How Curious!

How Curious! Graduate Student Research Series

Event Date

1003 Kemper Hall

How Curious! offers graduate students in master's and Ph.D. programs in the College of Engineering an opportunity to present their research findings and engage in scholarly discussions with their peers and faculty members. The goal is to foster collaboration, encourage intellectual exchange and support the professional development of our graduate student community.


Man Yu, Electrical and Computer Engineering

Presenting: A Revised Switching Scheme of SAR ADCs
Analog-to-digital converters (ADCs) take analog voltage signals and convert them into digital signals so computers can process the signals digitally. Many applications require low power conversion, sufficient sampling rate, and high resolution. To target low power and high resolution, successive approximation register (SAR) ADCs can output multiple bits per conversion cycle with only one comparator, in contrast to other ADC architectures that outputs one bit per comparator. The SAR ADC stores its evaluated bits on capacitors by switching scheme techniques. This presentation focuses on monotonic switching, so only one capacitor changes voltage after an evaluated bit. Many comparators for SAR ADCs are designed to have PMOS transistors as inputs and monotonic switching scheme makes the input common mode voltage converge to low voltage. However, to make fast comparators, NMOS as inputs are preferred, as electron mobility dominates hole mobility, allowing the same speed for with smaller transistor sizes. However, a monotonic switching scheme that converges common mode voltage to low voltage is not feasible as the least significant bits could be evaluated incorrectly, as NMOS operate poorly in subthreshold in comparators. Therefore, a monotonic switching scheme that converges common mode voltage to high voltage with NMOS input comparators is more preferred. Furthermore, a pipelined SAR ADC architecture can output double or triple the bits while relaxing the speed requirement.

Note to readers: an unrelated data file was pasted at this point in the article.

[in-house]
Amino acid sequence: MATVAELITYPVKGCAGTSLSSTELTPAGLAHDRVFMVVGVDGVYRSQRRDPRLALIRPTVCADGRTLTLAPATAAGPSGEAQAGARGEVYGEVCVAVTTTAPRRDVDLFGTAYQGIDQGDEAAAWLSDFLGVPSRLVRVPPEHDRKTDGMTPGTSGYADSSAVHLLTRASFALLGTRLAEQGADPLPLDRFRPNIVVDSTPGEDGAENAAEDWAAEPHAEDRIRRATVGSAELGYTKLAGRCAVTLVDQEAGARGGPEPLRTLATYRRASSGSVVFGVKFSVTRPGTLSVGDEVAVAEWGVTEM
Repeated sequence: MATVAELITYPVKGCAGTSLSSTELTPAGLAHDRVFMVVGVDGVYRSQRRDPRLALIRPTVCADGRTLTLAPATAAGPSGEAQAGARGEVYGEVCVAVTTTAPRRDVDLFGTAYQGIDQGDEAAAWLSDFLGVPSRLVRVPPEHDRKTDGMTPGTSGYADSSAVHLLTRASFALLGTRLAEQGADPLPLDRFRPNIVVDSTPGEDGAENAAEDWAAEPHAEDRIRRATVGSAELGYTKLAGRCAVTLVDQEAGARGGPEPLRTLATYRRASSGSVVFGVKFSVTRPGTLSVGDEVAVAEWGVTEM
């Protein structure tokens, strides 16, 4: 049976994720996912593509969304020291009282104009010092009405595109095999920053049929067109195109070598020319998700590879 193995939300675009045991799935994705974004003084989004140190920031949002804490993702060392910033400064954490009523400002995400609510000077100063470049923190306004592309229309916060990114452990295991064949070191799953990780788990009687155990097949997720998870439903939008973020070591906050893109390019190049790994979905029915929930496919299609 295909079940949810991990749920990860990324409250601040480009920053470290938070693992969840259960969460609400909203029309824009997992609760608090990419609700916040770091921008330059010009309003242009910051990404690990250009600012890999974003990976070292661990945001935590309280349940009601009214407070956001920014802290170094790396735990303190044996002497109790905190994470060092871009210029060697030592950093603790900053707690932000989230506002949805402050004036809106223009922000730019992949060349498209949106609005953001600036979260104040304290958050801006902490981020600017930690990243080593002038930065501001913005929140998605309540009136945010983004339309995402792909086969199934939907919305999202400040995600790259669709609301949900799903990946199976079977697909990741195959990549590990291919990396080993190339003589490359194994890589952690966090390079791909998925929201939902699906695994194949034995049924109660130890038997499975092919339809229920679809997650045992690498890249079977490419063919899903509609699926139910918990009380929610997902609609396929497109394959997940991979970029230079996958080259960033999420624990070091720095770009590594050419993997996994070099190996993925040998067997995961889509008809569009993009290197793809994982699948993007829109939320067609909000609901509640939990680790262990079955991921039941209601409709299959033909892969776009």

Bio: Man Yu is a second-year M.S. student in the Department of Electrical and Computer Engineering, advised by Professor Rajeevan Amirtharajah and Dr. Panagiotis Zarkos from Lawrence Berkeley National Laboratory. Their research focuses on a design of a low power analog-to-digital converter. Man is also broadly interested in analog circuits in engineering music, radio frequency integrated circuits, and digital design. Their research will benefit national lab research across the nation.

Francisco Jackson, Mechanical and Aerospace Engineering

Presenting: Modeling Wing Morphology of the Red-Tailed Hawk (Buteo Jamaicensis)